We interrupt this great discussion on security and guns…

…to Celebrate All Saints Day!

When you step into the sanctuary today (remember to fall BACK an hour) you will be bowled over by the simple and beautiful decorations of flowers and greenery that denote a special day on our calendar.   And despite the wild raging culture of ghosts, witches, vampires, and movie characters all around us (in the US, anyway), the holiday is All Saints Day.

So what is a saint?  What significance, if any, do they have on our lives today?  Should they?  There are a few quotes/resources here to get the conversation started.

“There’s plenty of room for faith heroes in this landscape. But the Christians we honor — with the formal designation of “saint” or more generally as theologians, activists, and social justice leaders — are not always wholly admirable people, or even particularly special. They are prone to angst and anger, doubt and self-doubt, inanity and brilliance. The lives of these saints are, frankly, a continuation of the complicated characters in the Bible. And several — from the mystics and soldiers of the 900s to the social justice heroes of the 20th century — have lived in direct conflict with each other, pursuing theologies or ideologies or life work that are diametrically opposed.”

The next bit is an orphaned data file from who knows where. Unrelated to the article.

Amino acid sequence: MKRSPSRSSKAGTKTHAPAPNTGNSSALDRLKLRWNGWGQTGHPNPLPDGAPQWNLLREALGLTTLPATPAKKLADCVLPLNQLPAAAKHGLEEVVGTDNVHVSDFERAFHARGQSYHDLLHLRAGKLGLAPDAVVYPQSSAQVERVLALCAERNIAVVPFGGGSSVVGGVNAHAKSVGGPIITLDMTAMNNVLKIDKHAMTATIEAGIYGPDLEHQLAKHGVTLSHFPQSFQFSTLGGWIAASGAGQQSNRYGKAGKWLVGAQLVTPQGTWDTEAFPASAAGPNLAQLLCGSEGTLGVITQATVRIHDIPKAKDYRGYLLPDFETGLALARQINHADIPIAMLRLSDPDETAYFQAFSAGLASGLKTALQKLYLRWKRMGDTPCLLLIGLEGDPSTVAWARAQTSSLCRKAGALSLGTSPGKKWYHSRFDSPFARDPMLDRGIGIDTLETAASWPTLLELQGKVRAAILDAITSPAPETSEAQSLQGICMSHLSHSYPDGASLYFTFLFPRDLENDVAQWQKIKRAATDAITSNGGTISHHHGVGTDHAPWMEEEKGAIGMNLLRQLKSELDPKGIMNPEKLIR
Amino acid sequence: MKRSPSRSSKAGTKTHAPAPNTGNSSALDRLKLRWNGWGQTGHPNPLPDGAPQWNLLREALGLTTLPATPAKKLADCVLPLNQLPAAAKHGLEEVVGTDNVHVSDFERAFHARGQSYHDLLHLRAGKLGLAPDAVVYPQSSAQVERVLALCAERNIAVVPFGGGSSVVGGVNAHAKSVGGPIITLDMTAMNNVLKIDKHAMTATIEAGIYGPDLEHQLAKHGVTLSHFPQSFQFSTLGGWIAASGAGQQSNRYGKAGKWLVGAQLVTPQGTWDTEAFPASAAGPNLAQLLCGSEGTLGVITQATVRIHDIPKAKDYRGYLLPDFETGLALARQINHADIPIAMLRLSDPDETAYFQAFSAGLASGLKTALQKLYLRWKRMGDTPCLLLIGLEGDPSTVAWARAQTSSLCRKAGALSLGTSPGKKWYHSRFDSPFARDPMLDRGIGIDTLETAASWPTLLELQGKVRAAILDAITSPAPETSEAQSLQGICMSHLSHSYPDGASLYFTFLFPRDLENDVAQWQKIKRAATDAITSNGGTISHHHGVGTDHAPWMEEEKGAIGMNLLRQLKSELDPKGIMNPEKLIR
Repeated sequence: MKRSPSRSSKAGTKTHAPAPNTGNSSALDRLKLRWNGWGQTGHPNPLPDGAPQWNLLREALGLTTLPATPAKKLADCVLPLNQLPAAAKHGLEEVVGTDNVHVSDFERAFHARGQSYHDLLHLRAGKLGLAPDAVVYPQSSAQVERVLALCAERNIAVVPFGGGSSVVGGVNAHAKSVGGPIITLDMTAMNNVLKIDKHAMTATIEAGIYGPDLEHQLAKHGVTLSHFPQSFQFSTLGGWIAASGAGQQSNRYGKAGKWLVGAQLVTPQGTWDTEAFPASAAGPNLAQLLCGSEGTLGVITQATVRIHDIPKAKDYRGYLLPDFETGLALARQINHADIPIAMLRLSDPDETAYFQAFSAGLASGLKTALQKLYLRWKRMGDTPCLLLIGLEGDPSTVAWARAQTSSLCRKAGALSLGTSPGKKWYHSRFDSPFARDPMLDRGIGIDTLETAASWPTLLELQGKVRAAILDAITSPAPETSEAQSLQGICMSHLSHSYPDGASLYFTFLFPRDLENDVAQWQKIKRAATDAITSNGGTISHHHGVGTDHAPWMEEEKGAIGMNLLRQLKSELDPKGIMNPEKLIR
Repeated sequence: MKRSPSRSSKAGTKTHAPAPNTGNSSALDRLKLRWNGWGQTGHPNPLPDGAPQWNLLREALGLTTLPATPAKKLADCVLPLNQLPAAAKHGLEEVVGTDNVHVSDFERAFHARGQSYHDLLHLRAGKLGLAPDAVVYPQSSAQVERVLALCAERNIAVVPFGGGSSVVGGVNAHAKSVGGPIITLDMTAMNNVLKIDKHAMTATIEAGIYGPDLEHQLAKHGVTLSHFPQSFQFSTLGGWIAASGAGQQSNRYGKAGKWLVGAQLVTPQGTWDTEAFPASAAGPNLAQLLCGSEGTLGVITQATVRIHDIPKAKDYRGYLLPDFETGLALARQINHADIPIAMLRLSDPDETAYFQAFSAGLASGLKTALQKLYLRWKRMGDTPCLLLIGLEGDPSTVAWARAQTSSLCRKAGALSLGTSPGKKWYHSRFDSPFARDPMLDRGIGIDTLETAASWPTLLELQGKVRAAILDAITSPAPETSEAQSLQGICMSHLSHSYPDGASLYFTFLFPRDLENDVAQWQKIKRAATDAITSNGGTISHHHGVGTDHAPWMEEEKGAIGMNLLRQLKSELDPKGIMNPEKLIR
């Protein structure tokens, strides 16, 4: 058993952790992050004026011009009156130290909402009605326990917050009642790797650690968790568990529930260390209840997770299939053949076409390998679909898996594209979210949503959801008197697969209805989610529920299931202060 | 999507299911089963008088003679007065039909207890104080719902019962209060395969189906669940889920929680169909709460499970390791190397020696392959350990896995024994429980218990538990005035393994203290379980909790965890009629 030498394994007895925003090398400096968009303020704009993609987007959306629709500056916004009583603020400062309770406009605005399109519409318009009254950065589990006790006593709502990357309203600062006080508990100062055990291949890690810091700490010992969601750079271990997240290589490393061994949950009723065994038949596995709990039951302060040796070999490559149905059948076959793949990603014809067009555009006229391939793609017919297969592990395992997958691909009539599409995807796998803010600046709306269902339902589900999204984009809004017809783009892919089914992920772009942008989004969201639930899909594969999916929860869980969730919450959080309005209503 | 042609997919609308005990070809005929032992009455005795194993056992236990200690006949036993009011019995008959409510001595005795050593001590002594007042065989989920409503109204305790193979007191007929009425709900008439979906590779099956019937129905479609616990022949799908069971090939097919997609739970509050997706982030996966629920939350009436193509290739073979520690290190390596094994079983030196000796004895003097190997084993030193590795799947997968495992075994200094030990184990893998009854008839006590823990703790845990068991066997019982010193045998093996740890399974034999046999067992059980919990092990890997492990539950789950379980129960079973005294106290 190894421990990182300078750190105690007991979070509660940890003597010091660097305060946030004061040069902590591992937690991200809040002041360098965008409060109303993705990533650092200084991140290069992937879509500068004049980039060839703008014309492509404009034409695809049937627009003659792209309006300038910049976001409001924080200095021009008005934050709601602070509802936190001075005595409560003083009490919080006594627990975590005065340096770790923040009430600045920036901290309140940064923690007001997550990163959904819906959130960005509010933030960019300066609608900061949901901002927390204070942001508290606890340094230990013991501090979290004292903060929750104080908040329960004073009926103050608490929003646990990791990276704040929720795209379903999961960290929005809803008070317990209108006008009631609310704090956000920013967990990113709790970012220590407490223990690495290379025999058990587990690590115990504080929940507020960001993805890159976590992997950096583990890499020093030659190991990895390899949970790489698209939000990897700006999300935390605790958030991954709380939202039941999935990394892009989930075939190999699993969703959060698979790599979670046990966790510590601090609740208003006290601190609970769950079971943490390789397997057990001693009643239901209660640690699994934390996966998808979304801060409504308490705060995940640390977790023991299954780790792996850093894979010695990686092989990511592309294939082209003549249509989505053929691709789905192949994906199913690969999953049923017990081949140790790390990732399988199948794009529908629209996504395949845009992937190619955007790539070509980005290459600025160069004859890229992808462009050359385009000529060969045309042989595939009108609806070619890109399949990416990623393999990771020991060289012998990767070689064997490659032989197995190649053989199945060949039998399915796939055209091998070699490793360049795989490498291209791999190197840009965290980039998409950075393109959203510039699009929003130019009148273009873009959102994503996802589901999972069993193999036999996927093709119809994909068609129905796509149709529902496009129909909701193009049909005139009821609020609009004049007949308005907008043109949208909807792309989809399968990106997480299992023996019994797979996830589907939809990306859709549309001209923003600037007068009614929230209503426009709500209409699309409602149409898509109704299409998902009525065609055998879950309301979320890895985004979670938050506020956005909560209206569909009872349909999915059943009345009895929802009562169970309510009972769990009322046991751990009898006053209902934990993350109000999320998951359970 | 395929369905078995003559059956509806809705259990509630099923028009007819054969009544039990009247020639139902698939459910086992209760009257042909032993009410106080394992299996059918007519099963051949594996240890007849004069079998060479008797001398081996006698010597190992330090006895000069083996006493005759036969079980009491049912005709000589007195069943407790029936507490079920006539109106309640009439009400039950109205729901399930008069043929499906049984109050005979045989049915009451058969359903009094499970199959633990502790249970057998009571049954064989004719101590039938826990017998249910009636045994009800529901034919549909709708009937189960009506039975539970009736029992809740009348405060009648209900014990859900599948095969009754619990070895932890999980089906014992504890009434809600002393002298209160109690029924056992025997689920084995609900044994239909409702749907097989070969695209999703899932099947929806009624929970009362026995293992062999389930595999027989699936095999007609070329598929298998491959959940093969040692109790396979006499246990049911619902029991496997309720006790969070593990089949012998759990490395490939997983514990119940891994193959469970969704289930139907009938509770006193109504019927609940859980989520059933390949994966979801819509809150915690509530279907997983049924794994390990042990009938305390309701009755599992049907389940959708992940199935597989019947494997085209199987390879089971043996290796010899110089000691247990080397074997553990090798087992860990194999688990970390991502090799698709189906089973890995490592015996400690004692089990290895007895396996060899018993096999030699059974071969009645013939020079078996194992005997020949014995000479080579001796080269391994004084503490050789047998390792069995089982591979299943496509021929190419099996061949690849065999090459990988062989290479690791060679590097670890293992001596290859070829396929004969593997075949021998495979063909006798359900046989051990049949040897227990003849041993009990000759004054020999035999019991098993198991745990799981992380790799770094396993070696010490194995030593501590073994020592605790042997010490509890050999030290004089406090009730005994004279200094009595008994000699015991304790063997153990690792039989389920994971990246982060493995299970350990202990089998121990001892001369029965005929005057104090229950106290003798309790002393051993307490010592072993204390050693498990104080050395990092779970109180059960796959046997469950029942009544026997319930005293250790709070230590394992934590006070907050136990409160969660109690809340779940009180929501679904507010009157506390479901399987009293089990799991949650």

This is from a blog post that breaks down a little of the history and culture of Halloween and All Saints Day.  And while the history is interesting and worth reading, I’d like to spend the little time we’ll have together tomorrow on saints – if you have a saint’s story you’d like to share please come ready to do so.  If not, try looking up a story of saint, and come ready to tell us about him or her.  

At its best, the liturgy of All Saints represents the highest aims of humanity — to be kind, to love each other, and to approach, with honesty and wonder, what may be greater than ourselves.

The saints remind us that sometimes we get a little bit closer than we can reasonably expect. And they give us hope that perhaps one day we’ll be remembered — not for our heroic feats, but for loving a divine God, and each other, a little more fiercely than we thought we could.

[see full article at sojourners.net – Catherine Woodiwiss’s full blog A More Hallowed Eve]

Also, note that there are Roman Catholic saints, officially recognized by a pope and having met certain criteria, etc.  The Episcopal church generally recognizes them, too.  But the Episcopal church goes further in recognizing lots of other modern day men and women as heroes of the church, for a list, this wikipedia article is helpful.  Click on a link and read away!

See you tomorrow at 9:15 in the library. John

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